Fund a property development in Pilbara, Western Australia, and you’ll get up to 18% annual returns. Sounds like a good deal, doesn’t it?
Fraudulent property ponzi scheme comes to light
Unfortunately for the Singaporean and Malaysian investors who collectively put in A$110 million (S$119 million) into this development, the reality didn’t quite match up to their expectations. The ponzi scheme by Macro Realty Developments Pte Ltd finally came to light when the company went bust, and stopped paying its investors.
Veronica Macpherson investigated by multiple authorities
According to reports, the woman behind the Singaporean-based company is Australian Veronica Macpherson. The Australian Federal Court and Australian Securities and Investments Commission (ASIC) are both investigating Macpherson over potential offences of stealing, fraud and forgery; the Singapore Police Force is also looking into this matter.
All 981 investors from Singapore were given deceptive promotional materials which claimed that the business had other sources of revenue, and that the guarantors owned land assets (both statements are untrue). Whilst the investors were told that their funds were being used for property development, these were actually channelled towards company expenses, including paying interest to early investors.
What you need to know when investing in overseas properties
Whilst investing in property is a great way to grow your wealth, buyers should always take precautions, especially when purchasing overseas property. Here are 3 tips that will help you to be a savvy investor who (touch wood!) doesn’t get taken into any fraudulent property ponzi schemes:
#1: Do your homework
Reading up on the developer, and understanding their track record, is a must.
Apart from that, be sure to also check the total financial commitment. Even if the project requires a low down payment, subsequent hidden costs and progressive payments can quickly add up and snowball. Running in the same vein, do check out any restrictions that foreigners might have when buying property – this could be with regards to the type of property, minimum price, or location of property. In some cases, foreigners are also liable to pay extra tax.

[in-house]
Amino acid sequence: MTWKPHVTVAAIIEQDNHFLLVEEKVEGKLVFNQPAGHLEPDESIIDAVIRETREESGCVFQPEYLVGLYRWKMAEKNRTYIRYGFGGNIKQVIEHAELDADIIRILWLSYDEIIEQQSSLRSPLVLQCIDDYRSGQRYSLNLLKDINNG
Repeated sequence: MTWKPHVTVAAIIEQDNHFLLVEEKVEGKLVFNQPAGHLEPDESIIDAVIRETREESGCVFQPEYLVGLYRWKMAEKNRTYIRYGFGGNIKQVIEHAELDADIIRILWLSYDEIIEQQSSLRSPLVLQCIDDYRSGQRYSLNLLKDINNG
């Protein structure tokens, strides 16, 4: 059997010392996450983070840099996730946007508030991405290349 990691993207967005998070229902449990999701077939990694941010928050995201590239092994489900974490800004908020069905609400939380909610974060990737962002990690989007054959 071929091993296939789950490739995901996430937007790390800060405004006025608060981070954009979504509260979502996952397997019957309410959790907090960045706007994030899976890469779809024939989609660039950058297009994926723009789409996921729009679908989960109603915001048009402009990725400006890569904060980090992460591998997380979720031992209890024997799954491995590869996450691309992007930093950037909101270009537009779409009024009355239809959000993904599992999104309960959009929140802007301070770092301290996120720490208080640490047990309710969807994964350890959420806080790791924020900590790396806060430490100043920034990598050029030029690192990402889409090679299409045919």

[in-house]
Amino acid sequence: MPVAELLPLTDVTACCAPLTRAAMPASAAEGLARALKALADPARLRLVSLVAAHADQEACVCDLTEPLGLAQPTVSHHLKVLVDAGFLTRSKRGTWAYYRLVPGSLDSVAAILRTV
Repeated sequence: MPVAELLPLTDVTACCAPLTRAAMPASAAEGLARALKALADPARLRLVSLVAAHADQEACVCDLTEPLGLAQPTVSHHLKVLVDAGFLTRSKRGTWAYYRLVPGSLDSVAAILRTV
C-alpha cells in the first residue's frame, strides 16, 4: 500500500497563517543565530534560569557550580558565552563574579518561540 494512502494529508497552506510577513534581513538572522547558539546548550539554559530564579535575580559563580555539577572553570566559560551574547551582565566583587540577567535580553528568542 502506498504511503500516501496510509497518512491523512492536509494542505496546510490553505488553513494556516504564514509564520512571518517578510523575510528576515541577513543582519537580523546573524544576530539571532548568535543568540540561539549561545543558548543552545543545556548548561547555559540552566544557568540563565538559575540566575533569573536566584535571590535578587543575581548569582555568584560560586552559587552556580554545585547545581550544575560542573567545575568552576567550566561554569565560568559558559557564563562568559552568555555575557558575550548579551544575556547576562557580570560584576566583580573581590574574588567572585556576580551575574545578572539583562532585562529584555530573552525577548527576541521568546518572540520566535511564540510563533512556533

Many developers claim that their projects offer high guaranteed yields in an attempt to attract buyers. Always exercise a healthy dose of cynicism and ask for evidence to substantiate these claims. At the same time, make sure that your developer can also provide you with a specific timeframe for which the yields are guaranteed (it’s best if you can get this down in black and white)!
#2: Buy from local agencies instead of directly from foreign developers
What’s the difference?
Foreign developers can market their properties in Singapore without being licensed by the Council for Estate Agencies (CEA). They are seen as individual property owners who are looking to sell their properties, and the CEA has no jurisdiction over them.
On the other hand, local property agencies as well as agents are required to adhere to CEA’s specific guidelines. These agents undergo training to ensure they provide buyers with accurate information, and they’re also subjected to preparatory checks and the like. Should local agencies or agents engage in fraudulent behaviour, the CEA can and will take disciplinary action against them.
#3: Be aware of dispute resolution mechanisms
We understand that buyers aren’t just excited going into a property purchase – you’re also hopeful about the returns that this will bring. Not to rain on your parade, but it still makes sense to err on the side of caution, and cover all your bases in the unexpected event that something does happen.
More specifically, be sure to enquire about the level of service support you can expect from the developer after the sale is completed; on top of this, also read up on dispute resolution mechanisms in case the transaction doesn’t proceed as planned.
Want to learn more about investing in property? Check out our other articles on 6 things to consider before becoming a property investor, investment property vs buying to stay: 6 differences you need to know, and how much money do you need to start being a property investor? Make your money work for you, and not the other way round!